Allophilia is the ability to like (or hold in regard) others who aren’t like you. Professor Todd Pittinsky coined the term as way of defining the opposite of prejudice.
I’ve posted about prejudice before and finding this term helps define a target that I can aim at when attempting to reduce my own prejudices. In order to understand and develop allophilia, I must first recognize where I see differences between myself and others. As with a lot of other topics, this starts with my own self-observation.
The next step is then looking past my own pre-determined ideas about who someone is and looking for aspects of who they are that I can not only admit that I like, but can also lift up as valuable and important. That is a tall order given the current polarization in our communities. It is difficult to see if we aren’t intentionally looking.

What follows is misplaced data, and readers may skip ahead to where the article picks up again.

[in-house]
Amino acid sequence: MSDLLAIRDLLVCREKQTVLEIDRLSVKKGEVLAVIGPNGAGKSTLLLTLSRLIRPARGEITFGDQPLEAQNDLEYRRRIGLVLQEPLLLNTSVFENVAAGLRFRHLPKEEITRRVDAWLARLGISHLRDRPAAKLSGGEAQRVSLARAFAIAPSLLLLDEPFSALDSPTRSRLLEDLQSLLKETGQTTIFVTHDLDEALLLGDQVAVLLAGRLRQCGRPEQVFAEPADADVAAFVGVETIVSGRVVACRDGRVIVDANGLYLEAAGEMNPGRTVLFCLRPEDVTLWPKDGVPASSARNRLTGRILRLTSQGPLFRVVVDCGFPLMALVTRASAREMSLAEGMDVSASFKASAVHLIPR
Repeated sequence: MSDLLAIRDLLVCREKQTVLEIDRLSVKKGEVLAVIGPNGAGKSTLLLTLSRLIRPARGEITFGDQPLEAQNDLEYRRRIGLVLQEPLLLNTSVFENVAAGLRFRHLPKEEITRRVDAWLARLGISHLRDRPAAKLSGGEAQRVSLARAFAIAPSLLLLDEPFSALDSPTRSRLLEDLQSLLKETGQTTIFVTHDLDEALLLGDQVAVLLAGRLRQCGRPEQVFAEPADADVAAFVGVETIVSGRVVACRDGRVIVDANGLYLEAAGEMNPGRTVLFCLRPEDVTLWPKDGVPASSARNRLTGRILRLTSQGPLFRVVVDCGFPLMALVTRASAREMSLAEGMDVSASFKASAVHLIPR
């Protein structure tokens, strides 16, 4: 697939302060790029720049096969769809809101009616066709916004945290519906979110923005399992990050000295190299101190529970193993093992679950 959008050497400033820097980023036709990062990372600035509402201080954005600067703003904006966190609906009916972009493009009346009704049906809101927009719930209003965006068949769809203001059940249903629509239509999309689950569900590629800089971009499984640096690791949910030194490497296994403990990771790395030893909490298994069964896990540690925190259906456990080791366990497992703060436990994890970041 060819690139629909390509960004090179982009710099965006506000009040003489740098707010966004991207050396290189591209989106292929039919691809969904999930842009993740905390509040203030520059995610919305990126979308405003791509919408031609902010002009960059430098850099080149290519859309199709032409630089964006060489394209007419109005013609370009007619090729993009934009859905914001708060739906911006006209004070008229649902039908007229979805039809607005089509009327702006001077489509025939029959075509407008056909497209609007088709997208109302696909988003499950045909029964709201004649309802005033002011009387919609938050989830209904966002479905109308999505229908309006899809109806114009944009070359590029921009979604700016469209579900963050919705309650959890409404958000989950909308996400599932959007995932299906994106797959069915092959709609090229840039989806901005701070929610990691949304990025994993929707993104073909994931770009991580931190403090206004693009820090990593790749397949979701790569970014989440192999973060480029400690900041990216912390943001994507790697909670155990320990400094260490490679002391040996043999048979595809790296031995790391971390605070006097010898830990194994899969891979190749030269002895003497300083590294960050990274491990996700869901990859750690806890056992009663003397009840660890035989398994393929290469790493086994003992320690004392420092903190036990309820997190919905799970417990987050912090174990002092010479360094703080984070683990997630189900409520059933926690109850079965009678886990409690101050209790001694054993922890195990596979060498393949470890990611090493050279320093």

An example of what allophilia looks like are the historical examples of different communities and individuals who stepped up to help the Jews escape the Nazi persecution of WWII. Individuals and and groups who took risks to assist people who were different from themselves.
Where is there an opportunity to develop your understanding of allophilia? How does it appear in your daily life? If you can’t find regard for someone different than you, it is likely you are drifting toward prejudice. Take some time and practice looking for what you like about someone different than you and observe what happens. – www.rhoadscoaching.thinkific.com
finding meaning and purpose in daily life